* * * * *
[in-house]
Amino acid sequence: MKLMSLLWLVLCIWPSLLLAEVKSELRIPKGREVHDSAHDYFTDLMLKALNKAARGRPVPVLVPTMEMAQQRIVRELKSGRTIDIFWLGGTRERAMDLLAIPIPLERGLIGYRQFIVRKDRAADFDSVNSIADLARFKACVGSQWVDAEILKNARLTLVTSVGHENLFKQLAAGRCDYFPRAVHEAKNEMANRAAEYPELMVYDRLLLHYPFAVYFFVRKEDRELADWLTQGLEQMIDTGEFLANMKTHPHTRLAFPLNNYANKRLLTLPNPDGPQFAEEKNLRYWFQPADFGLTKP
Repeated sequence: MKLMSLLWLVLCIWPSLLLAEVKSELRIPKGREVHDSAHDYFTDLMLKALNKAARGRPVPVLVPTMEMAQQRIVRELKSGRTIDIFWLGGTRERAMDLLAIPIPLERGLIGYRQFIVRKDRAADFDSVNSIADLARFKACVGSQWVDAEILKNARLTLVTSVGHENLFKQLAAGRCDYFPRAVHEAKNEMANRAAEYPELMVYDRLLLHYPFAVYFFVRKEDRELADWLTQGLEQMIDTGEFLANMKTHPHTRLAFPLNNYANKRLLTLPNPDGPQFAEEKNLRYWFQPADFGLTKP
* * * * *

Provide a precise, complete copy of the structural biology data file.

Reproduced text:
[in-house]
Amino acid sequence: MKLMSLLWLVLCIWPSLLLAEVKSELRIPKGREVHDSAHDYFTDLMLKALNKAARGRPVPVLVPTMEMAQQRIVRELKSGRTIDIFWLGGTRERAMDLLAIPIPLERGLIGYRQFIVRKDRAADFDSVNSIADLARFKACVGSQWVDAEILKNARLTLVTSVGHENLFKQLAAGRCDYFPRAVHEAKNEMANRAAEYPELMVYDRLLLHYPFAVYFFVRKEDRELADWLTQGLEQMIDTGEFLANMKTHPHTRLAFPLNNYANKRLLTLPNPDGPQFAEEKNLRYWFQPADFGLTKP
Repeated sequence: MKLMSLLWLVLCIWPSLLLAEVKSELRIPKGREVHDSAHDYFTDLMLKALNKAARGRPVPVLVPTMEMAQQRIVRELKSGRTIDIFWLGGTRERAMDLLAIPIPLERGLIGYRQFIVRKDRAADFDSVNSIADLARFKACVGSQWVDAEILKNARLTLVTSVGHENLFKQLAAGRCDYFPRAVHEAKNEMANRAAEYPELMVYDRLLLHYPFAVYFFVRKEDRELADWLTQGLEQMIDTGEFLANMKTHPHTRLAFPLNNYANKRLLTLPNPDGPQFAEEKNLRYWFQPADFGLTKP